The last ten days have been a blur. Arriving in Cairo my first stop was the Sudan embassy to apply for my visa. There’s a reason why Sudan was rated the second “most failed state” (after Somalia) by Foreign Policy magazine. The consulate was a chaotic maelstrom of people pushing, shoving, and trying to wedge their way up to a counter where a bored bureaucrat was processing documents. The guy next to me, a tall black man in a tattered suit, had a yellow card that read UNHCR REFUGEE. I let him go ahead of me.
The upshot is that they need three weeks to process my visa. Even then there is no guarantee I would get one. America is not the most popular country in Sudan at the moment. Now, most people would not mind being stuck in Egypt for three weeks, but I am eager to get south. So as I write this I am debating taking a flight to Ethiopia and bypassing Sudan altogether.
Meanwhile my sister Katrina flew in from Denver for a week visit to Cairo. It was a nice break from cycling, but we walked so much my feet almost fell off.
Of course, we had to see the Pyramids of Giza. I won’t show too many pix–you can find 4 billion photos on the internet. Despite the hype, the hordes of tourists and the hordes of souvenir vendors, I must admit it was really, really cool. One of the most awesome things I have ever seen. The pyramids have been standing for 4600 years. I can’t even comprehend that. And the engineers (if you can call them such) were good: the length of the base sides are within two inches of each other.
We did a bunch of other tourist stuff, such as take a ride on a felucca, a canvas sailboat, on the Nile River. Here is a shot of a felucca with smoggy Cairo in the background.
One day we toured a huge cemetery, called the City of the Dead, where squatters have moved in and now live in many of the old mausoleums. This huge guy was there and gave us a tour around, for some baksheesh of course. He spoke only a few words of English and we laughed about him for days afterward. What do you think he is saying to me?
The muslim women still fascinate me. But they are not really allowed to talk to foreign men so I had to settle for a photo.
One day just walking through the streets we came across a street party, muslim style. Arabic music was blaring out through speakers and this group of people were dancing in the street. They quickly pulled us in and we became the hit of the party for a while. You will have to wait for the video.
We visited several mosques. They are huge but not many people praying. I thought I would give it a try. It is literally a head rush as the blood goes to your head. Maybe that helps concentrate on the prayer.
Many men have a dark spot on their foreheads as a result of praying like this. They are recognized as being very devout muslims.
Two men in the mosque.
A man reading the Qu’ran (I assume) in a mosque.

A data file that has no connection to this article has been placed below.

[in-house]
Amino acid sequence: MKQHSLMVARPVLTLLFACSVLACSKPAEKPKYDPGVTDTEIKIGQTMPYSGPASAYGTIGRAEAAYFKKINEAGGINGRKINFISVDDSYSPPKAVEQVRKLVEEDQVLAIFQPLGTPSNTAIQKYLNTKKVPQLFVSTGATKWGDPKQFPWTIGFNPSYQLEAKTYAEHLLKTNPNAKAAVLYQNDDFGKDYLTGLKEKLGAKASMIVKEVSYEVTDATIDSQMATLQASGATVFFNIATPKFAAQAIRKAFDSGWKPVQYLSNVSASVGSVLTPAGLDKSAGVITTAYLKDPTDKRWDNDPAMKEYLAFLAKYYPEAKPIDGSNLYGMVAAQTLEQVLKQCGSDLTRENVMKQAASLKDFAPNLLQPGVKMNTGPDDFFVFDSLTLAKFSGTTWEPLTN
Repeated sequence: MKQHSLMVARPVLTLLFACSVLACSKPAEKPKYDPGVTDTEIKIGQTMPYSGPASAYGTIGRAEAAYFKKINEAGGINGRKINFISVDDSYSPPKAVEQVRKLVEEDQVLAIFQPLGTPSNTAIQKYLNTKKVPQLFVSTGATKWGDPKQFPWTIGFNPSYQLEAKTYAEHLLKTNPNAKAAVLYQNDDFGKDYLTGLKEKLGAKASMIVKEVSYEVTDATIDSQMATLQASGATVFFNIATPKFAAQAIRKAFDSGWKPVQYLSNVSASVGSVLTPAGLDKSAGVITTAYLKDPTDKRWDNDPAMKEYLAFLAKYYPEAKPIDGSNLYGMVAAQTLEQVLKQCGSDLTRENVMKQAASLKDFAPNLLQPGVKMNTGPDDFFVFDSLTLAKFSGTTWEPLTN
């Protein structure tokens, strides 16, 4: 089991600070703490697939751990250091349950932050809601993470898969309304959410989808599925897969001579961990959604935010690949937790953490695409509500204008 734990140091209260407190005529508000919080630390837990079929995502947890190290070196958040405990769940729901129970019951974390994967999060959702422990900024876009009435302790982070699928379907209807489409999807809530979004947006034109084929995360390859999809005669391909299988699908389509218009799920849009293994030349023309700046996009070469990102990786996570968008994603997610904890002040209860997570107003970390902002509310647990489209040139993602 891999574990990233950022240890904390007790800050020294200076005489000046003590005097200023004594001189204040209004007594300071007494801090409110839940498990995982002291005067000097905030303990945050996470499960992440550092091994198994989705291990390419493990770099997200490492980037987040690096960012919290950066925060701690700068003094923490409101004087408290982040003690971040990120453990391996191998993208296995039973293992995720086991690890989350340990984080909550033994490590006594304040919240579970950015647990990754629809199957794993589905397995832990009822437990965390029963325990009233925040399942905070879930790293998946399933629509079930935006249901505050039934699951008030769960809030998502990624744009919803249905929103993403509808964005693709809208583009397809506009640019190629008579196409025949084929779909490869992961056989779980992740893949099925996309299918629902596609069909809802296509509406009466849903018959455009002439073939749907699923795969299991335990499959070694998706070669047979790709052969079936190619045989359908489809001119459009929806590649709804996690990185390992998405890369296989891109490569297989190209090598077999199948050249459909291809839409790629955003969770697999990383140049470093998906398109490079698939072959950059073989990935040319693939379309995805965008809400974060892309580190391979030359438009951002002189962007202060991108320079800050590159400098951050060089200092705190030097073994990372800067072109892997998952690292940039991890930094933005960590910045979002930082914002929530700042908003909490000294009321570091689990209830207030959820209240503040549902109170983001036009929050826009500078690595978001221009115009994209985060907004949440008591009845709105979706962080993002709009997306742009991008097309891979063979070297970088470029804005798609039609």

One mosque contained the remains of the former Shah of Iran.
The best part of Cairo was just walking the streets, dodging cars, inhaling exhaust fumes and chatting with the locals. Almost everyone who saw us would shout, “welcome to Egypt!”
We stopped frequently at little coffee shops to have some tea or strong turkish coffee and smoke a sheesha, or water pipe. Here is a typical patron of such a place.
One of our favorite meals was koshari, a spicy mix of lentils, pasta and meat. A bowl of this cost less than a dollar.
Kev relaxing on the street in Cairo.
While strolling through Islamic Cairo one evening we met this family and Katrina posed for a photo with them. Cute kids.
We climbed up a tower that was part of the original Cairo city wall build in AD 969. Here are some views from the tower.
Crossing the street in Cairo is a very stressful experience. There are WALK/DON’T WALK signs, but everyone ignores them. Sometimes police stop traffic so you can cross safely but mostly you just have to say a prayer, step out in front of the oncoming cars and let them weave around you. The Egyptians do it effortlessly but I never quite got the hang of “walking like an Egyptian”. Look at this guy. The cars are passing by him seamlessly.
We took a lot more photos but I will let Katrina post some that she took. She can also describe our encounters with the never ending hustlers present in the Khan al Khalili market. Check her blog:
Overall, Cairo is an assault on the senses. 16 million inhabitants, constant traffic, horns blaring, people shouting, the smell of coffee and sheesha, dust and grit, the taste of felafel or shwarma, elbowing your way through crowds of people, the blare of the muslim call to prayer, men and women in robes and scarves…
It is a sensory overload, and I could see getting addicted to it. Don’t think about it, just go there.